I am fortunate in that our mother encouraged us to gain an education, leading us kids to a love of learning, with foreign languages and music being a constant accompaniment to our teenage existence.
I took up photography and water polo in order to seek respite from the household clamor, because it is quiet in the dark room and there is little talking in the pool. My childhood homelife experience, however, taught me a love of learning for it’s own sake, which is now paying dividends as I attempt to master running as an older triathlete.
Whether you exercise for better health because your doctor told you to, you want to ‘look and feel healthier,’ or you develop an interest in competitive athletics later in life, the chances are that you will do some running. Run incorrectly and you will almost certainly injure yourself, which brings me to the issue of middle and high school running in the United States.
I have watched several generations of kids undertake running at school, starting with my own sons, and now I live with two youths who are great runners, Nick (13) and Jess (17). I attend the meets, see the kids run, and observe the how the coaches behave. These coaches sacrifice much of their free time to help their students. I really admire them for doing that, but I suspect that most school administrators judge their coaches on race day performance. In my opinion, the true measure of success for a high school running program should be based on the proportion of students that continue to enjoy running, or other forms of exercise, for the rest of their life as a result of their school experience. But this, unfortunately, is difficult to measure whereas race-day statistics are provided in real time and they energize the parents, many of whom never run.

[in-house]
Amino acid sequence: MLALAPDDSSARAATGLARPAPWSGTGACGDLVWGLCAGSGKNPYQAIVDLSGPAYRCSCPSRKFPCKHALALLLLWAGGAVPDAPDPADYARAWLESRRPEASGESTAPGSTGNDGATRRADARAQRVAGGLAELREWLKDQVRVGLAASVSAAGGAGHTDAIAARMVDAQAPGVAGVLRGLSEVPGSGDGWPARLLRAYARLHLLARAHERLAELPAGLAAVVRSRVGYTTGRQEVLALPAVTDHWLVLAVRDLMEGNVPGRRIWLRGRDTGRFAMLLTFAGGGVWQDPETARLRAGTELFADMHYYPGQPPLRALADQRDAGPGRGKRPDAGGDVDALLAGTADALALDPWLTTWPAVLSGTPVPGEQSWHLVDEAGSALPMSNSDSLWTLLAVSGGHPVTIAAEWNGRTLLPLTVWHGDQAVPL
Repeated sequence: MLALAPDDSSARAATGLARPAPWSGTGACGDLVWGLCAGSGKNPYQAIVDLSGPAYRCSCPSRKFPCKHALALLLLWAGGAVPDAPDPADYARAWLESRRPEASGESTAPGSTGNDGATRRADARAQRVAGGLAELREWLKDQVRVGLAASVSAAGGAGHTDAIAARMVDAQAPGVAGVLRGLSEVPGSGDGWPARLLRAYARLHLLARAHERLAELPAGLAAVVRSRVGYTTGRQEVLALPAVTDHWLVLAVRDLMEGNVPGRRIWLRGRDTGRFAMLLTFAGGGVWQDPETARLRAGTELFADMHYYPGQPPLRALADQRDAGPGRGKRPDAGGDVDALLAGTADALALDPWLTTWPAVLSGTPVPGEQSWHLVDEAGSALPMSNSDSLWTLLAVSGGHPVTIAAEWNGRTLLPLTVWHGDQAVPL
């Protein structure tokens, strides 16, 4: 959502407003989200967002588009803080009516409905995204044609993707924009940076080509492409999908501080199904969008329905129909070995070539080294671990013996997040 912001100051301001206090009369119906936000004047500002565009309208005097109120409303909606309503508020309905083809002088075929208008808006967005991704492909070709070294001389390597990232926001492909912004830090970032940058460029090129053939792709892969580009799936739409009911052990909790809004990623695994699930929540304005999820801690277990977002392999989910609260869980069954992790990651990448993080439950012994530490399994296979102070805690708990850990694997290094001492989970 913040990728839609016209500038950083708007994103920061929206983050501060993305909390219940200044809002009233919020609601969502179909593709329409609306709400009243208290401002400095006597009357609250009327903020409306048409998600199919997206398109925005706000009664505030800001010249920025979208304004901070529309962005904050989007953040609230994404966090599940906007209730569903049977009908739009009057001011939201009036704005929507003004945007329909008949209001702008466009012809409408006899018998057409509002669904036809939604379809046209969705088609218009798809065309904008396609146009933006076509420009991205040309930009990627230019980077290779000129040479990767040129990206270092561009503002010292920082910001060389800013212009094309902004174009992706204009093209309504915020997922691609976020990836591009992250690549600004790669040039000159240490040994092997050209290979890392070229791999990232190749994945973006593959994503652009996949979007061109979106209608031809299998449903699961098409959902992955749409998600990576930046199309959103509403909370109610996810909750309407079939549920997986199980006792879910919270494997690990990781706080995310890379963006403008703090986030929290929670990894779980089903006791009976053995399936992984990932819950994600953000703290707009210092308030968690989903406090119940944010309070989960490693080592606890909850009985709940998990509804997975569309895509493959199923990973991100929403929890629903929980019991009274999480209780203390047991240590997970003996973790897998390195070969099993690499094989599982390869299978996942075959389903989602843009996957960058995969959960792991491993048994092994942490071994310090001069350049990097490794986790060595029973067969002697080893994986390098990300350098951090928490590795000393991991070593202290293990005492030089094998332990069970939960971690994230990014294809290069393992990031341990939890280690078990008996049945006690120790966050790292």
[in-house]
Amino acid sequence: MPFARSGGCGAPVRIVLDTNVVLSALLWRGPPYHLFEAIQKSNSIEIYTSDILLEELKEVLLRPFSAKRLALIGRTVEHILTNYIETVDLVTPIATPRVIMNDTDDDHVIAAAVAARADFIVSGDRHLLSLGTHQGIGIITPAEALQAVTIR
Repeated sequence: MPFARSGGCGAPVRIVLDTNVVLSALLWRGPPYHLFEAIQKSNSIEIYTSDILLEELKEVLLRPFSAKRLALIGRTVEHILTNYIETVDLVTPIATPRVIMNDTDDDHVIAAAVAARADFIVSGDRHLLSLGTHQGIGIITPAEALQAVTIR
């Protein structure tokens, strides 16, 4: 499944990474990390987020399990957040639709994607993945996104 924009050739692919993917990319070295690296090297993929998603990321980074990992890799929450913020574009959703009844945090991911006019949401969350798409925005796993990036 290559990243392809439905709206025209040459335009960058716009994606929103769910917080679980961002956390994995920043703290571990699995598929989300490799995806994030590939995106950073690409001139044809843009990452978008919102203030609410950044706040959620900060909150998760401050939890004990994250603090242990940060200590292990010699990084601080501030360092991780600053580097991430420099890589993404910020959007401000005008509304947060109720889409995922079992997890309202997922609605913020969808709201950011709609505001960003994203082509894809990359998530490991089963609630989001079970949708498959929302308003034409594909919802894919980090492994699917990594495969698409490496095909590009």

Wouldn’t it be great if athletics could be taught in the schools in a way that encourages exercise as a life-long joy, and not a temporary badge of honor. Track and cross-country aren’t about the school’s standings in the press or the parent’s egos, they are about health education for life. Furthermore, intellectual education isn’t about grades, anymore than the martial arts are about colored belts and cups, or the Ironman is about bragging and a tee-shirt. I have two heroes who seemed to get it, Socrates and Mr. Myagi.
Study and sports are about a way of life and the joy of life-long learning. Such a philosophy is difficult to apply, except on a personal level.